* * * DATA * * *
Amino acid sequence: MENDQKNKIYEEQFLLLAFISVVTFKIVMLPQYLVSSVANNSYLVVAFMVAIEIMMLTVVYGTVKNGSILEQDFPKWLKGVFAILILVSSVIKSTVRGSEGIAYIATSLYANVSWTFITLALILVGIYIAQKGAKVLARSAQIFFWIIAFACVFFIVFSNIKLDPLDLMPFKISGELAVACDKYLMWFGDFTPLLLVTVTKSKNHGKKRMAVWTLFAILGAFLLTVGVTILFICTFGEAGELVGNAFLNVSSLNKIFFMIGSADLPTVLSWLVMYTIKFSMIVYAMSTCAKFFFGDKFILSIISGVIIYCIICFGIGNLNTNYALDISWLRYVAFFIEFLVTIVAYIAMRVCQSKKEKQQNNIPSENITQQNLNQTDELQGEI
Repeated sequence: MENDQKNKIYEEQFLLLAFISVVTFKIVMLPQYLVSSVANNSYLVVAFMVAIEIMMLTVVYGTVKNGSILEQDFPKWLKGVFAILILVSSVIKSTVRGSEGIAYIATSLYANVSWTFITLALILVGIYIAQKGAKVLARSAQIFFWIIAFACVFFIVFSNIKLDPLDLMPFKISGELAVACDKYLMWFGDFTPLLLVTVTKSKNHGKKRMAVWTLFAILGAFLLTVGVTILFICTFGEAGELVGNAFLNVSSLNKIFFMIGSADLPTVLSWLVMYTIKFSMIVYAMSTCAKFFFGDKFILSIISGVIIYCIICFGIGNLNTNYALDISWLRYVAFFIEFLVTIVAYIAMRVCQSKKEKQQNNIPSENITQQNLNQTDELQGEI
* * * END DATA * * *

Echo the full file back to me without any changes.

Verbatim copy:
Amino acid sequence: MENDQKNKIYEEQFLLLAFISVVTFKIVMLPQYLVSSVANNSYLVVAFMVAIEIMMLTVVYGTVKNGSILEQDFPKWLKGVFAILILVSSVIKSTVRGSEGIAYIATSLYANVSWTFITLALILVGIYIAQKGAKVLARSAQIFFWIIAFACVFFIVFSNIKLDPLDLMPFKISGELAVACDKYLMWFGDFTPLLLVTVTKSKNHGKKRMAVWTLFAILGAFLLTVGVTILFICTFGEAGELVGNAFLNVSSLNKIFFMIGSADLPTVLSWLVMYTIKFSMIVYAMSTCAKFFFGDKFILSIISGVIIYCIICFGIGNLNTNYALDISWLRYVAFFIEFLVTIVAYIAMRVCQSKKEKQQNNIPSENITQQNLNQTDELQGEI
Repeated sequence: MENDQKNKIYEEQFLLLAFISVVTFKIVMLPQYLVSSVANNSYLVVAFMVAIEIMMLTVVYGTVKNGSILEQDFPKWLKGVFAILILVSSVIKSTVRGSEGIAYIATSLYANVSWTFITLALILVGIYIAQKGAKVLARSAQIFFWIIAFACVFFIVFSNIKLDPLDLMPFKISGELAVACDKYLMWFGDFTPLLLVTVTKSKNHGKKRMAVWTLFAILGAFLLTVGVTILFICTFGEAGELVGNAFLNVSSLNKIFFMIGSADLPTVLSWLVMYTIKFSMIVYAMSTCAKFFFGDKFILSIISGVIIYCIICFGIGNLNTNYALDISWLRYVAFFIEFLVTIVAYIAMRVCQSKKEKQQNNIPSENITQQNLNQTDELQGEI